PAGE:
You can also check the amount of locally installed packages in R with the installed.packages command:

# find number of packages currently installed
n.local.packages <- nrow(installed.packages())

# print it
print(n.local.packages)
## [1] 391

In this case, the computer on which the book was written has 391 packages currently installed. This value is probably different from yours. Give it a try!

2.19.1 Installing Packages from CRAN

To install a package, simply use the command install.packages. You only need to do it once for each new package. As an example, we will install a package called quantmod that will be used in future chapters.

# install package quantmod
install.packages("quantmod")

That’s it! After executing this simple command, package quantmod and all of its dependencies will be installed and the functions related to the package will be ready for use once the package is loaded in a script. Note that we defined the package name in the installation as if it were text with the use of quotation marks (" "). If the installed package is dependent on another package, R detects this dependency and automatically installs the missing packages. Thus, all the requirements for using the installed package will already be satisfied and everything will work perfectly. It is possible, however, that a package has an external dependency. As an example, package RndTexExams depends on the existence of a LaTeX installation. These cases are usually announced in the description of the package and an error informs that a requirement is missing. External dependencies for R packages are not common, but they do happen.

2.19.2 Installing Packages from Github

To install a package hosted in Github, you must install the devtools package, available on CRAN:

# install devtools
install.packages('devtools')

After that, load up the package devtools and use the function install_github to install a package directly from Github. In the following example, we install the development version of the package ggplot2, whose official version is also available at CRAN:

# load up devtools
library(devtools)

# install ggplot2 from github
install_github("hadley/ggplot2")

Note that the username of the developer is also included. In this case, the hadley name belongs to the developer of ggplot2, Hadley Wickham. Throughout the book, you will notice that this name appears several times. Hadley is a prolific and competent developer of several R packages and currently works for RStudio.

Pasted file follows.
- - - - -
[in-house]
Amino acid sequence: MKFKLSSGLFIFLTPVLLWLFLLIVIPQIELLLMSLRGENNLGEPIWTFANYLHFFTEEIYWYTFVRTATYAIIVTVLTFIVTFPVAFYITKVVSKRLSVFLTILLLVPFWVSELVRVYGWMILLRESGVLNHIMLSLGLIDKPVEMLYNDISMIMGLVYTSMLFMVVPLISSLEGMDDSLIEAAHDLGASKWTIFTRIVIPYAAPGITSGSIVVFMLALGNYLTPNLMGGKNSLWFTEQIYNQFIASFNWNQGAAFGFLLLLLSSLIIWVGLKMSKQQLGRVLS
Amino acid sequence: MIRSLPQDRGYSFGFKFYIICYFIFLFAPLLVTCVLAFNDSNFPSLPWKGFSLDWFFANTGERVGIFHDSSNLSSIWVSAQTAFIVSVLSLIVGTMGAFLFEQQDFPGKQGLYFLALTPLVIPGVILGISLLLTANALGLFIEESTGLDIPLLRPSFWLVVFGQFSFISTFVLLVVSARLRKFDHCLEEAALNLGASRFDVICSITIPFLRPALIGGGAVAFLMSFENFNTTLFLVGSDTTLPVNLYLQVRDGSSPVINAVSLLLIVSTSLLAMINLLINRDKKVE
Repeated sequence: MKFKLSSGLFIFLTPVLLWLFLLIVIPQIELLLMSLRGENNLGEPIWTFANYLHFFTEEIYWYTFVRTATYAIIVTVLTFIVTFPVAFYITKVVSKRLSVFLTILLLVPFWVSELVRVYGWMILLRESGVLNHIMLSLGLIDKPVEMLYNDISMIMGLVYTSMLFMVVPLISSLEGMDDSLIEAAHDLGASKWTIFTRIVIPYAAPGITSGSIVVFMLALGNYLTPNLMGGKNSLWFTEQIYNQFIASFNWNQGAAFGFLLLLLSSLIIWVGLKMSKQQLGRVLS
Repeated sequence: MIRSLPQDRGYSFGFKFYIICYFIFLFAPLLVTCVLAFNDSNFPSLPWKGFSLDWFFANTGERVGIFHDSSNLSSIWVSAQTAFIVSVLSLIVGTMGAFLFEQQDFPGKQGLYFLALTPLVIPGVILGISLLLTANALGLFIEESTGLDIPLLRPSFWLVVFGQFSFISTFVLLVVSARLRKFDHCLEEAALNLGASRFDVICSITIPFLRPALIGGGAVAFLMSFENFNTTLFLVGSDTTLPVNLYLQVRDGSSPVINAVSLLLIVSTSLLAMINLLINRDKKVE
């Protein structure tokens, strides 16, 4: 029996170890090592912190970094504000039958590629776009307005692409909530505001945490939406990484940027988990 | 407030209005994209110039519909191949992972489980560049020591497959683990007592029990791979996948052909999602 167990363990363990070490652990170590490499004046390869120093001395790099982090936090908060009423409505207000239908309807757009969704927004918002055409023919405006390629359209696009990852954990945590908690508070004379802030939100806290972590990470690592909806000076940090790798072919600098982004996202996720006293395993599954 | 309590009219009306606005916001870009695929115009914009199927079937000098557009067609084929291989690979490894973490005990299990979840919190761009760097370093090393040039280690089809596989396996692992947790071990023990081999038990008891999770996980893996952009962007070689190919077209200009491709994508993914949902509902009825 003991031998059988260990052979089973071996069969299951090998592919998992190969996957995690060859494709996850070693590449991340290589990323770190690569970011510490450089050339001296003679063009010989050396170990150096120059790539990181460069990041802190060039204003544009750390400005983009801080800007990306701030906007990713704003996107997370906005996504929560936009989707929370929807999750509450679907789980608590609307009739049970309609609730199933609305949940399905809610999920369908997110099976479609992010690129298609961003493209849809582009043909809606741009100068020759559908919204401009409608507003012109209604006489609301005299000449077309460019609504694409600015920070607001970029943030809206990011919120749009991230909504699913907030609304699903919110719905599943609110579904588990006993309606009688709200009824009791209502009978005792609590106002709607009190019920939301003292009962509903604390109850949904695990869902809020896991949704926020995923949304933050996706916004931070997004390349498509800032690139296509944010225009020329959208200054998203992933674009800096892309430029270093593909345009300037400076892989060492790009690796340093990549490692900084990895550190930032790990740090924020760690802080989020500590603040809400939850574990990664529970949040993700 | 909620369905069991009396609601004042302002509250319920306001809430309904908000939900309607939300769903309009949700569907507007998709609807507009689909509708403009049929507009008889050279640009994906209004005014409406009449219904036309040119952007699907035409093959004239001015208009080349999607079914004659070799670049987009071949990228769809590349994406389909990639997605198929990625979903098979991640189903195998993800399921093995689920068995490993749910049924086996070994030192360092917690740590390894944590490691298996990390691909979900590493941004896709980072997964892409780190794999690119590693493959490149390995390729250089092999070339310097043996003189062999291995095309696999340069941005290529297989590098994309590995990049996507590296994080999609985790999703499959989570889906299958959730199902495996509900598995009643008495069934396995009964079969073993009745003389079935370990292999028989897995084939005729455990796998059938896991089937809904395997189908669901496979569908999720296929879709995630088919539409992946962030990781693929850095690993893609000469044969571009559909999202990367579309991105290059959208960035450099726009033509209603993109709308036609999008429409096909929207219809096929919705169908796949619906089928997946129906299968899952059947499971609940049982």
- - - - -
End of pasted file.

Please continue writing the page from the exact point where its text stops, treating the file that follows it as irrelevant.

2.19.3 Loading Packages

Within a script, use function library to load a package, as in the following example.

# load package quantmod
library(quantmod)

After running this command, all functions of the package will be available to the user. In this case, it is not necessary to use " " to load the package. If the package you want to use is not available, R will throw an error message. See an example next, where we try to load a non-existing package called unicorn.

library(unicorn)
## Error in library(unicorn): there is no package called 'unicorn'

Remember this error message. It will appear every time a package is not found. If you got the same message when running code from this book, you need to check what are the required packages of the example and install them using install.packages, as in install.packages('unicorn').

If you use a specific package function and do not want to load all functions from the package, you can do it through the special symbol ::, as in the following example.

# example of using a function without loading package
fortunes::fortune(10)
##
## Overall, SAS is about 11 years behind R and S-Plus in
## statistical capabilities (last year it was about 10 years
## behind) in my estimation.
##    -- Frank Harrell (SAS User, 1969-1991)
##       R-help (September 2003)

In this case, we use the function fortune from the package fortunes, which shows on screen a potentially funny phrase chosen from the R mailing list. For our example, we selected message number 10. One interesting use of the package fortune is to display a different message every time R starts. As mentioned before, you can find many tutorials on how to achieve this effect by searching on the web for “customizing R startup”.

Another way of loading a package is using the require function. A call to require has a different behaviour than a call to library. When using library, if the package is not found in the local libraries, it returns an error. This means that the script stops and no further code is evaluated. As for require, if a package is not found, it returns an object with value FALSE and the rest of the code is evaluated. So, in order to avoid code being executed without its explicit dependencies, it is advised to always use library for loading package in scripts.

The use of require is left for loading up packages inside of functions. If you create a custom function that requires procedures from a particular package, you must load the package within the scope of the function. For example, see the following code, where we create a new function called my.fct that depends on the package quantmod:

my.fct <- function(x){
require(quantmod)

df <- getSymbols(x, auto.assign = F)
return(df)
}

In this case, the first time that my.fct is called, it loads up the package quantmod and all of its functions. Using require inside a function is good programming policy because the function becomes self contained, making it easier to use it in the future. This was the first time where the complete definition of a function in R is presented. Do not worry about it now. We will explain it further in chapter 8.

2.19.4 Upgrading Packages

Over time, it is natural that packages available on CRAN are upgraded to accommodate new features, correct bugs and adapt to changes. Thus, it is recommended that users update their installed packages to a new version over the internet. In R, this procedure is quite easy. A direct way of upgrading packages is to click the button update located in the package panel, lower right corner of RStudio, as shown in Figure 2.8.